Patel et al. looked at pathologic findings of patients in a single center who underwent immediate radical prostatectomy (RP) in a recently published paper.  A total of 1264 patients with very low risk disease, 4849 with low risk disease, and 608 patients with low volume intermediate risk disease, who underwent RP were analyzed. 25% of low volume Gleason grade 2 (3+4) were upgraded to Gleason grade >=3 (4+3) at RP. To date, no criteria exist to identify true low risk in low volume intermediate risk disease.
Another study compared outcomes of favorable risk Gleason 3+4 disease and Gleason 6 (3+3) disease. A total of 8095 RPs for Gleason grade (GG) 1 and 2 were analyzed.  All had PSA less than 10, and a T stage of less than T2a. The results demonstrated that biochemical recurrence at 10 years was 89% for GG1 and 81% for GG2. Progression free survival at 10 years was 99% for GG1 and 96% for GG 2.
Lastly, looking at the PROTECT trial, 77% of patients were diagnosed with Gleason 6 (3+3) on biopsy. Only 120 men in each group were diagnosed with Gleason 7 or higher disease.  Therefore, this study was underpowered to show a difference, and results could be misleading.
MRI and biomarkers will most likely transform this controversy, however, neither of them are perfect. With GG1 disease, the goal of monitoring should be to identify the presence of higher grade cancer. With GG2 disease, the triggers for intervention are not so obvious, and metastasis may, unfortunately, occur during observation. Practically speaking, we cannot be confident that a Gleason 3+4 lesion with a stable MRI does not metastasize. When assessing all the available published trials, MRI can rule out clinically significant cancer with an accuracy ranging between 35%-97% and with a negative predictive value ranging between 76-100%, clearly demonstrating there is still significant room for improvement.
Klotz concluded his talk stating that all studies of Gleason 7 on AS show substantially increased risk of metastasis with long term follow-up (despite offering selective delayed intervention). Although most patients do well, the risk is still substantial. The key point to remember is patient selection and looking for relevant triggers. Currently, there are many emerging therapeutic alternatives – focal therapy (HIFU, Cryo, Brachy, Electroporation, and more). Lastly, MRI and biomarkers have limitations and validation in this setting is required.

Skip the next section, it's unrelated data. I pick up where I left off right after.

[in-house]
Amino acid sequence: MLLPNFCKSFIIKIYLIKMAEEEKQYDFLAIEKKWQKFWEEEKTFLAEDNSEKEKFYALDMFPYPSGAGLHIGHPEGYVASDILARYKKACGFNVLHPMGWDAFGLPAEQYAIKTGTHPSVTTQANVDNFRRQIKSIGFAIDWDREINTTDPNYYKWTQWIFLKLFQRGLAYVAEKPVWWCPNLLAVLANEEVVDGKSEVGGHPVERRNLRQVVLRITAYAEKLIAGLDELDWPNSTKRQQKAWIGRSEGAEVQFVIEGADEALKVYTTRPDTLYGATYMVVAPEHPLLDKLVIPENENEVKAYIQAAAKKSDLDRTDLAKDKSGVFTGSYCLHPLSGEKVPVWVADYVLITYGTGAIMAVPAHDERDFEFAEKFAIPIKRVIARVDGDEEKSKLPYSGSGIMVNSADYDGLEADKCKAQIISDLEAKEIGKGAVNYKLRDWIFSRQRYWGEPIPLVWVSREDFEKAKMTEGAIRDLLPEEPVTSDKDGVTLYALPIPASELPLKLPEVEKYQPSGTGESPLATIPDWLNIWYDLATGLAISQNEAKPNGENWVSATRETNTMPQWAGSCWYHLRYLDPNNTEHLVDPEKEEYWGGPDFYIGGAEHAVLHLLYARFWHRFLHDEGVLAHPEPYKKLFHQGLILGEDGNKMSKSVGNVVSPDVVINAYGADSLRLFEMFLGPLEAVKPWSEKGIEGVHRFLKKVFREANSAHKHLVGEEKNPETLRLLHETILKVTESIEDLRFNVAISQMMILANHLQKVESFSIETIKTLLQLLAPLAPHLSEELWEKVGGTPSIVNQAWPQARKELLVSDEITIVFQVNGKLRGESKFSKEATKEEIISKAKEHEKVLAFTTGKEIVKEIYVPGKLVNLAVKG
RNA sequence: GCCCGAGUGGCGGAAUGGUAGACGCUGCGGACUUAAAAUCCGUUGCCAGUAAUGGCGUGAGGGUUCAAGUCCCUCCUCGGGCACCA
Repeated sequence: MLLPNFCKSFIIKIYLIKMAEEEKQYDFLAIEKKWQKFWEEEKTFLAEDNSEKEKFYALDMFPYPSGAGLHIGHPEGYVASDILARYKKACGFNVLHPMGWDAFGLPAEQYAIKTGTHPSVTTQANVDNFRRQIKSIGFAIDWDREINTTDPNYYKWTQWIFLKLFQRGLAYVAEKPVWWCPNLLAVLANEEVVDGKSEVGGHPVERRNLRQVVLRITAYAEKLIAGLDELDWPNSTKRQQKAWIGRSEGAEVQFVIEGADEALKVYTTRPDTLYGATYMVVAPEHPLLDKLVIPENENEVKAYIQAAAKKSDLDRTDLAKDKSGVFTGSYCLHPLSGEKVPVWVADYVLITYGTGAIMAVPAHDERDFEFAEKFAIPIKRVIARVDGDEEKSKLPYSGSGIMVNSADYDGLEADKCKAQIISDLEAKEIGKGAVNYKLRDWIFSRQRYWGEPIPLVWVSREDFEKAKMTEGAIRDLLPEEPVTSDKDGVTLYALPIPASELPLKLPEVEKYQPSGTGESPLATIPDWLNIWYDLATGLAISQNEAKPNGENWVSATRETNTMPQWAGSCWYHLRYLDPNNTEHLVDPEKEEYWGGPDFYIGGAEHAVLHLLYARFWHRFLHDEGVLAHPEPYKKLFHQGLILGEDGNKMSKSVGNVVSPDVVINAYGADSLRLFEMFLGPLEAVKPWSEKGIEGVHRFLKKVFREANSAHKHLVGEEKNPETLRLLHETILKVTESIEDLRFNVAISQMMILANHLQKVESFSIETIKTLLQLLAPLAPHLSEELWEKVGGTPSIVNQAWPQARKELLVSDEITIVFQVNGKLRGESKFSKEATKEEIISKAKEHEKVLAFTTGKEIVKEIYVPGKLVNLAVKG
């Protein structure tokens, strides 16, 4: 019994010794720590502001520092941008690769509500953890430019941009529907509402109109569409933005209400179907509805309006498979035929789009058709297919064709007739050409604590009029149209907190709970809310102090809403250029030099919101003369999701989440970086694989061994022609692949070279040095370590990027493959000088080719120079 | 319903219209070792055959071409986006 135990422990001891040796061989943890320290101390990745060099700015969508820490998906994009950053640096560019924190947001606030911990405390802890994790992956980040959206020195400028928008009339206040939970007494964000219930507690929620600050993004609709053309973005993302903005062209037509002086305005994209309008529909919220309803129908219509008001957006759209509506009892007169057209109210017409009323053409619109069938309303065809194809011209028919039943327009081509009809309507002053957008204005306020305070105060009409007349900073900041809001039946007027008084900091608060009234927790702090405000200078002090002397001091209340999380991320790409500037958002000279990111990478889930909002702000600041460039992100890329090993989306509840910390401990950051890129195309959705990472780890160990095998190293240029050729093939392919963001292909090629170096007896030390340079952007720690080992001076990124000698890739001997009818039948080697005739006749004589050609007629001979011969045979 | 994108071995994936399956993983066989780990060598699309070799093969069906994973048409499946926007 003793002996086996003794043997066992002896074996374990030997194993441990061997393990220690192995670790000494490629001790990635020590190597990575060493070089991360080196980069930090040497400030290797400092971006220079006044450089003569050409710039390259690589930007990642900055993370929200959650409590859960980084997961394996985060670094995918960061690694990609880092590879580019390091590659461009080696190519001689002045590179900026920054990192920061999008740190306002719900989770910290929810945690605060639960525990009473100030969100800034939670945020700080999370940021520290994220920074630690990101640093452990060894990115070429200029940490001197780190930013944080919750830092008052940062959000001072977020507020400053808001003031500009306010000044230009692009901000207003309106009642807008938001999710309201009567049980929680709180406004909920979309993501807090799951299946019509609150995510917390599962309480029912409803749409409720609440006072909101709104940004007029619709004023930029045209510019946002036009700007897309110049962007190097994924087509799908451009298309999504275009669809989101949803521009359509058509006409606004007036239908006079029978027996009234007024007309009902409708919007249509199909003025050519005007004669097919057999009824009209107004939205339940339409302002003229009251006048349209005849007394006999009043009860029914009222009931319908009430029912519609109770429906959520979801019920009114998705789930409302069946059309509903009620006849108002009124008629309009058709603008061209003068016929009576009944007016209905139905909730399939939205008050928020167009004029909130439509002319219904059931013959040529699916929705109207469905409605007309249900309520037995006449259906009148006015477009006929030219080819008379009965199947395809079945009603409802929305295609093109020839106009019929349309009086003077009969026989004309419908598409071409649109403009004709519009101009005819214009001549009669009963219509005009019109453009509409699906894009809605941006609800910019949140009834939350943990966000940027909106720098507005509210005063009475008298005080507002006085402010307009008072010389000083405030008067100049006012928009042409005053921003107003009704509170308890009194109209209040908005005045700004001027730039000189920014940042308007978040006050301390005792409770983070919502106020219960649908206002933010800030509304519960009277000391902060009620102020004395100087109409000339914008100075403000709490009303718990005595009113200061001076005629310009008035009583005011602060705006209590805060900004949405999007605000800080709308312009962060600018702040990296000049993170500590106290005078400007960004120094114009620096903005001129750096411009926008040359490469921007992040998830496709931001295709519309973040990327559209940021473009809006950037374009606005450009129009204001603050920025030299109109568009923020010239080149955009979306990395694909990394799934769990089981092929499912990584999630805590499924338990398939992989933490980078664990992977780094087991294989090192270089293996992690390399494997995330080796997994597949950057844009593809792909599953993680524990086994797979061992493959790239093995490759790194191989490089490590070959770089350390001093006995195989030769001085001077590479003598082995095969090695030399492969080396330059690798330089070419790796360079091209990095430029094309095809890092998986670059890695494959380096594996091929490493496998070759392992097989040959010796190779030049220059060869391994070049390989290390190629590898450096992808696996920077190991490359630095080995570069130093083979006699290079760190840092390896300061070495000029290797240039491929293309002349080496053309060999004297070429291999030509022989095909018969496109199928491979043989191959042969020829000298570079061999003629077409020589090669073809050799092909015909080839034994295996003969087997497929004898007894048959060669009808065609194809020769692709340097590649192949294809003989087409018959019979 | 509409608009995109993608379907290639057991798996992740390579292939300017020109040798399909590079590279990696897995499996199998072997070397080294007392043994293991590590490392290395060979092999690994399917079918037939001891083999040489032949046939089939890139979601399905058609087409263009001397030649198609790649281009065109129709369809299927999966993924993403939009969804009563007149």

Presented by: Laurence Klotz, MD, FRCSC, Professor, Department of Surgery, University of Toronto, Chief, Division of Urology, Sunnybrook Health Sciences Center, Chair, Canadian Uro-Oncology Group, and NCIC GU Site Group, Editor in Chief (founding), Canadian Journal of Urology, Chair, Global GU Oncology Group
1. Patel HD et al. Adverse Pathologic Findings for Men Electing Immediate Radical Prostatectomy: Defining a Favorable Intermediate-Risk Group. JAMA Oncol. 2018 Jan 1;4(1):89-92. doi: 10.1001/jamaoncol.2017.1879.
2. Gearman DJ et al. Comparison of Pathological and Oncologic Outcomes of Favorable Risk Gleason Score 3 + 4 and Low Risk Gleason Score 6 Prostate Cancer: Considerations for Active Surveillance. J Urol. 2018 May;199(5):1188-1195. doi: 10.1016/j.juro.2017.11.116. Epub 2017 Dec 7.
3. Freddie C. Hamdy et al. 10-Year Outcomes after Monitoring, Surgery, or Radiotherapy for Localized Prostate Cancer. N Engl J Med 2016; 375:1415-1424, DOI: 10.1056/NEJMoa1606220
Read the Opposing Debate: Should We Offer Active Surveillance for Gleason 7 (3+4) Risk Disease? (PRO)
Written by: Hanan Goldberg, MD, Urologic Oncology Fellow (SUO), University of Toronto, Princess Margaret Cancer Centre @GoldbergHanan at the 2018 AUA Annual Meeting - May 18 - 21, 2018 – San Francisco, CA USA